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Getting any therapeutic gardening project off the ground is not for the faint-hearted and community buy-in is often key. This year is set to be a big one for The Walled Garden at Mells in Somerset as we discovered when we spoke to its director, Dr Samantha Evans.

What prompted the desire to launch therapeutic gardening programmes?

With its history deep-rooted in medieval times, the Walled Garden Nursery is on the site of an old monastery that was formally part of Glastonbury Abbey. The project has been to turn this half acre underutilised space into a productive garden built on the principles of permaculture, allowing the nursery to become a real community hub for learning and sharing of horticultural knowledge.

The Walled Garden is a beautiful setting to have a community nursery. It is somewhere, by the very nature of the ancient walls, that nurtures and encourages not just plants to grow, but people too. To reimagine the space and make it more accessible with a therapeutic gardening programme is both exciting and very rewarding.

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What stage are you at with programme development?

During 2019, I have been piloting programmes with organisations in Frome to understand local need. These projects have helped develop some initial working relationships and engagement with the community and helped to understand how the nursery space could be adapted and developed to deliver activities and programmes. It also identified challenges with accessibility, risk, health and safety and general comfort and well-being of participants in the garden.

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Working with a local garden designer Diane Samway, we started to look at how the space can be transformed to be both functional and beautiful with a contemporary take on a traditional monastic garden with the use of green rooms. The main challenge will be to design a space that meets the needs of a functional plant nursery and promotes conversation and companionship.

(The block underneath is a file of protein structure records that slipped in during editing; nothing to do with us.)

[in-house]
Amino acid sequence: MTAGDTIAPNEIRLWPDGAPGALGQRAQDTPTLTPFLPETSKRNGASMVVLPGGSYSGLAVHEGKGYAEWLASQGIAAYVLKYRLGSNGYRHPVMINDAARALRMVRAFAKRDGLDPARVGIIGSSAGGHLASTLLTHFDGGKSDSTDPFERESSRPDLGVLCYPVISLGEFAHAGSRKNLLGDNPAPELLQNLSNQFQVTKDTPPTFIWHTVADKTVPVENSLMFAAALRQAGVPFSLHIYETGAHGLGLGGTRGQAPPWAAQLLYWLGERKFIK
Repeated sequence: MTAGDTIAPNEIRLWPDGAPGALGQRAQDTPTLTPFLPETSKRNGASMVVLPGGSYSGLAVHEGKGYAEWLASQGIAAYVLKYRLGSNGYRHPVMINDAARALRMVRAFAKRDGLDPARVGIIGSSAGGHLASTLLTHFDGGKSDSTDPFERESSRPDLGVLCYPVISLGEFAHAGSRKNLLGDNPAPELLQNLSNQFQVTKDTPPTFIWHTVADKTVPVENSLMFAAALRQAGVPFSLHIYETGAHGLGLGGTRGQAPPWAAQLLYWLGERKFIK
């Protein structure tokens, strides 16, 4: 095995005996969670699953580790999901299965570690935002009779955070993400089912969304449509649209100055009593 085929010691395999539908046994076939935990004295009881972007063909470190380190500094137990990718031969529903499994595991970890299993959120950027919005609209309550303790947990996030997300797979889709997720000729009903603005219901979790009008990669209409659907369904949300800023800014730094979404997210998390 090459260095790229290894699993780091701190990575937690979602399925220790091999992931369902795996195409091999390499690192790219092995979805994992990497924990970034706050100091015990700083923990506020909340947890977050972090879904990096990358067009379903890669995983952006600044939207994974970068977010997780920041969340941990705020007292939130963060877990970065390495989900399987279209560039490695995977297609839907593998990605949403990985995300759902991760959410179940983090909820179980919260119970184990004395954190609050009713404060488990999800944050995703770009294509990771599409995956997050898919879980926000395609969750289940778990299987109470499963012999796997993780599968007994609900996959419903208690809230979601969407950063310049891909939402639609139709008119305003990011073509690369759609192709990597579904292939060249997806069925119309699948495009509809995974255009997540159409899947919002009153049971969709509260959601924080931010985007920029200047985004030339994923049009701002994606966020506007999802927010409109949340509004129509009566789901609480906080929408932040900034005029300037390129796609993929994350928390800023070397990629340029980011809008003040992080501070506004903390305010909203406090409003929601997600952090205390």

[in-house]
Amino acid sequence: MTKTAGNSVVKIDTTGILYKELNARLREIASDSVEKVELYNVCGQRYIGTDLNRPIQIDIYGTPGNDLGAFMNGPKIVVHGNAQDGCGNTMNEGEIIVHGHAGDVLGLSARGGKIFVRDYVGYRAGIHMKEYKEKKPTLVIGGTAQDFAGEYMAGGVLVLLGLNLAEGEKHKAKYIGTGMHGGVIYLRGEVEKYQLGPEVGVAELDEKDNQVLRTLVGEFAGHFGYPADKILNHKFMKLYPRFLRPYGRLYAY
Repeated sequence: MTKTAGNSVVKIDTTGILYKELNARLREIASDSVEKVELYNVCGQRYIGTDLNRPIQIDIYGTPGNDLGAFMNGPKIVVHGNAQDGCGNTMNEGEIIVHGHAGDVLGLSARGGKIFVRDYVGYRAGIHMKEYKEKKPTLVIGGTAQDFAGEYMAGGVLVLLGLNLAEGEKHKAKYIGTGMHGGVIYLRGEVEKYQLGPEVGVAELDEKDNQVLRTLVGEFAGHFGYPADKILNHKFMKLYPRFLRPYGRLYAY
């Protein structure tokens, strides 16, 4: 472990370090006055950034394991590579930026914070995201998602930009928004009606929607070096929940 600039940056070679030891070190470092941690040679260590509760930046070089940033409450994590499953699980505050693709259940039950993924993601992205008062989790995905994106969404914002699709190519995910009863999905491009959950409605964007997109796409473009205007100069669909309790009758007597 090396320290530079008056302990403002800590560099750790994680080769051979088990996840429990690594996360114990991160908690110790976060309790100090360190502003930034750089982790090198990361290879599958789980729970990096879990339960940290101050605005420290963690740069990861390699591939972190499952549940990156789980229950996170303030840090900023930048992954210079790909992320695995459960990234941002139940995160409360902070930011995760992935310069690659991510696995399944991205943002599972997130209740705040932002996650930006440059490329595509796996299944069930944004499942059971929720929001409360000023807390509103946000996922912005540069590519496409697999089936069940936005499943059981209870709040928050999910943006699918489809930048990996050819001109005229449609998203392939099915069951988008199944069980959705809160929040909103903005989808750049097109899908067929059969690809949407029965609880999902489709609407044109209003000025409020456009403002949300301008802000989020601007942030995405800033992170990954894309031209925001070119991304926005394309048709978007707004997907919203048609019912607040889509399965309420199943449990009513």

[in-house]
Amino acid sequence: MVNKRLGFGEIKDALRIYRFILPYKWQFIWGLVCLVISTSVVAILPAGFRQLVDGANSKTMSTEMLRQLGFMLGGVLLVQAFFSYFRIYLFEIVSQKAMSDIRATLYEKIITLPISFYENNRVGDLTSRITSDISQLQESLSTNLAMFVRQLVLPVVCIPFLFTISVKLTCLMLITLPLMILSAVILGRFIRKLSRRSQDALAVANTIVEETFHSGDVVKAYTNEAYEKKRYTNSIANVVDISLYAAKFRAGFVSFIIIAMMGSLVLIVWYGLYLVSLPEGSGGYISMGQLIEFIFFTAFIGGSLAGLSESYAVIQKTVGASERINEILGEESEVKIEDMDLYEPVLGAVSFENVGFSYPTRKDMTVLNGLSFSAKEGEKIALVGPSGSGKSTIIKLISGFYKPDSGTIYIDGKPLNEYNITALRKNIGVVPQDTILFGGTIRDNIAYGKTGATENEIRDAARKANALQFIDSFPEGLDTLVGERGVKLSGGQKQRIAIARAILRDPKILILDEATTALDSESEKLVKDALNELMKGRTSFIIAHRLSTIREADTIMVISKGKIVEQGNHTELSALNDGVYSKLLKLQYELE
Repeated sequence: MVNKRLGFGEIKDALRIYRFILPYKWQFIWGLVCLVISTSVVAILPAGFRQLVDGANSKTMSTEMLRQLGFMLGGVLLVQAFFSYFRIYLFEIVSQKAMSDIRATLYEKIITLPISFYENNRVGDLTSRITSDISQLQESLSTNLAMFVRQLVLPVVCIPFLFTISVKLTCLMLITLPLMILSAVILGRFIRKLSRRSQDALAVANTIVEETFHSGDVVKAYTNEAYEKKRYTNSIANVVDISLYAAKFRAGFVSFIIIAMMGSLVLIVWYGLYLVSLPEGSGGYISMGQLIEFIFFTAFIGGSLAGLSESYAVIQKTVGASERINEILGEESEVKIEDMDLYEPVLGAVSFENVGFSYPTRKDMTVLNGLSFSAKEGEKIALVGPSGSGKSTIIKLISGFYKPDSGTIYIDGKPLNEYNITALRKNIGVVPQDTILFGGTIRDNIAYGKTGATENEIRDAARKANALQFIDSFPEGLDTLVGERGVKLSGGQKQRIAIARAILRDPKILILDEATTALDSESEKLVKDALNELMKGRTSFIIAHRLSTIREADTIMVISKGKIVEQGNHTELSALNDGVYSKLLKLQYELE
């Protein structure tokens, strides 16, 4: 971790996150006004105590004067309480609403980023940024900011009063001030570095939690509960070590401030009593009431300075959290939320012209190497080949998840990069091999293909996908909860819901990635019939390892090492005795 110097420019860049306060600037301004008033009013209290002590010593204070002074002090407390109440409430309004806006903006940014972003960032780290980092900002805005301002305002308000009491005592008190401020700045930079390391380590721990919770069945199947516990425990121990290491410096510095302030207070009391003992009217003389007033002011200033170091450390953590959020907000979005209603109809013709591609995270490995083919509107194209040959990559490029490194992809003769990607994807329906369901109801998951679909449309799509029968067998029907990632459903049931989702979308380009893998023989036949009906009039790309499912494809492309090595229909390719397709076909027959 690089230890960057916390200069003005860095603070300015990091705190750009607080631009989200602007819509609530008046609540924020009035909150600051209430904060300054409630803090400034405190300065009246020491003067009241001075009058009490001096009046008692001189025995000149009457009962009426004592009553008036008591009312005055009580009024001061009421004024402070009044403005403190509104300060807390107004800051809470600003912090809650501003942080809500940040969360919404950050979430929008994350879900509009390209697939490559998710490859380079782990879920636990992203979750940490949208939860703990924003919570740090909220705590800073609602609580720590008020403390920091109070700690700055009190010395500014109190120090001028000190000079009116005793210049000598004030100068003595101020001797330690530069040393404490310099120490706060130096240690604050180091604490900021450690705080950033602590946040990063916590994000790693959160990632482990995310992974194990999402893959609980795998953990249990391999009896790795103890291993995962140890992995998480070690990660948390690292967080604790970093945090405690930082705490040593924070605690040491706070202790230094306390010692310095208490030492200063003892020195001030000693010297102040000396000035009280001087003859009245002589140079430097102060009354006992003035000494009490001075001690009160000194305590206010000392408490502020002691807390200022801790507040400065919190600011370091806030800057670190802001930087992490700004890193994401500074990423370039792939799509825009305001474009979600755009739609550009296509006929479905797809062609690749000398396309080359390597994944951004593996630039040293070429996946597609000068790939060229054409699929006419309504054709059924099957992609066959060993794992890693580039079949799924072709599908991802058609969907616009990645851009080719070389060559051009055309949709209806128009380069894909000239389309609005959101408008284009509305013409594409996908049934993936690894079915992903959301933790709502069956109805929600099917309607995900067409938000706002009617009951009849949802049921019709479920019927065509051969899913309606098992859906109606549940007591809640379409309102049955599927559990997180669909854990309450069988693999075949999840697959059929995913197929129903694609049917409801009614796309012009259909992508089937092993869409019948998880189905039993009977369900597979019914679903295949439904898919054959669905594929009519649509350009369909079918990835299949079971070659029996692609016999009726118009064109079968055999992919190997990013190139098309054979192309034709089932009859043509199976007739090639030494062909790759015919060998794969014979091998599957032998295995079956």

This autumn saw the community interest company formally established and launched with a drive to develop volunteer support and apply for funding for both initial operational and infrastructure costs. It is anticipated that the nursery will become increasing self-sufficient through the sale of perennial plants through the summer season which will help fund the therapeutic programmes.

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What scale of programming do you envisage?

Programming starts in earnest in April 2020 when the Walled Garden reopens for the season. However, all of the piloted initiatives in 2019 were so successful that they have continued over the winter months. For the 2020 summer season it is anticipated that we will have approximately 20 hours of programming established every week, supporting 600 people a year.

The vision is to run a programme of initiatives, events and workshops that alleviate the health and wellbeing effects of loneliness whether as a result of social, economic, geographic or generational isolation.

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Initially we will focus on providing gardening-based activities and events for the elderly to improve physical wellbeing and provide opportunities to socialise and connect; promote, inform and support vocational and experiential learning by young adults, especially those with disabilities to improve their employability and participation in society; and provide an outdoor learning environment for young children and encourage intergenerational learning. However, programming will be very adaptable and developed based on local needs.